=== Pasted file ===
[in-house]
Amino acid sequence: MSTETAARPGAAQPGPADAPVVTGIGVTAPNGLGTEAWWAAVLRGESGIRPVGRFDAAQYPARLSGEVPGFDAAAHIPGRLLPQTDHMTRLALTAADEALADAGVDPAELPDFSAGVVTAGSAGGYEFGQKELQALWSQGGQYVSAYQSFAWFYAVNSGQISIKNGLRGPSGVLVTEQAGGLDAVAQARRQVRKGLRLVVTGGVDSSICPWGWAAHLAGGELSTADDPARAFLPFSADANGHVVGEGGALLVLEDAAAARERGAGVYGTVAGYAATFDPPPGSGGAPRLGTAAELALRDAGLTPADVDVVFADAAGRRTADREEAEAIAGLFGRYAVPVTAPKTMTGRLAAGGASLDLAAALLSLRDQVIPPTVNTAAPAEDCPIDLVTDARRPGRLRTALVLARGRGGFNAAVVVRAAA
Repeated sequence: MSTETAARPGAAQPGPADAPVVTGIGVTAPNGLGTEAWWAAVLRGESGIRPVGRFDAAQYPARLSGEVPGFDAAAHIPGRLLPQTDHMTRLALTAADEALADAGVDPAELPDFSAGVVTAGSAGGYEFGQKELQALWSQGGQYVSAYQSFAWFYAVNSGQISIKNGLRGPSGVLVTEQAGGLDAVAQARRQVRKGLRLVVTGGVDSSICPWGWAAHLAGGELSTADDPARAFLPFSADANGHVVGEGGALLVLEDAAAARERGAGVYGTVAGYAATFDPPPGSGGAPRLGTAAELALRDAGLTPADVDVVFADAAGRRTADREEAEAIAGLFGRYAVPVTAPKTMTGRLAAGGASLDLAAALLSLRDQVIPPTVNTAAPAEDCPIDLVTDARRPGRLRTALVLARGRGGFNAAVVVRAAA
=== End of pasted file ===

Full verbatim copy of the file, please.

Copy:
[in-house]
Amino acid sequence: MSTETAARPGAAQPGPADAPVVTGIGVTAPNGLGTEAWWAAVLRGESGIRPVGRFDAAQYPARLSGEVPGFDAAAHIPGRLLPQTDHMTRLALTAADEALADAGVDPAELPDFSAGVVTAGSAGGYEFGQKELQALWSQGGQYVSAYQSFAWFYAVNSGQISIKNGLRGPSGVLVTEQAGGLDAVAQARRQVRKGLRLVVTGGVDSSICPWGWAAHLAGGELSTADDPARAFLPFSADANGHVVGEGGALLVLEDAAAARERGAGVYGTVAGYAATFDPPPGSGGAPRLGTAAELALRDAGLTPADVDVVFADAAGRRTADREEAEAIAGLFGRYAVPVTAPKTMTGRLAAGGASLDLAAALLSLRDQVIPPTVNTAAPAEDCPIDLVTDARRPGRLRTALVLARGRGGFNAAVVVRAAA
Repeated sequence: MSTETAARPGAAQPGPADAPVVTGIGVTAPNGLGTEAWWAAVLRGESGIRPVGRFDAAQYPARLSGEVPGFDAAAHIPGRLLPQTDHMTRLALTAADEALADAGVDPAELPDFSAGVVTAGSAGGYEFGQKELQALWSQGGQYVSAYQSFAWFYAVNSGQISIKNGLRGPSGVLVTEQAGGLDAVAQARRQVRKGLRLVVTGGVDSSICPWGWAAHLAGGELSTADDPARAFLPFSADANGHVVGEGGALLVLEDAAAARERGAGVYGTVAGYAATFDPPPGSGGAPRLGTAAELALRDAGLTPADVDVVFADAAGRRTADREEAEAIAGLFGRYAVPVTAPKTMTGRLAAGGASLDLAAALLSLRDQVIPPTVNTAAPAEDCPIDLVTDARRPGRLRTALVLARGRGGFNAAVVVRAAA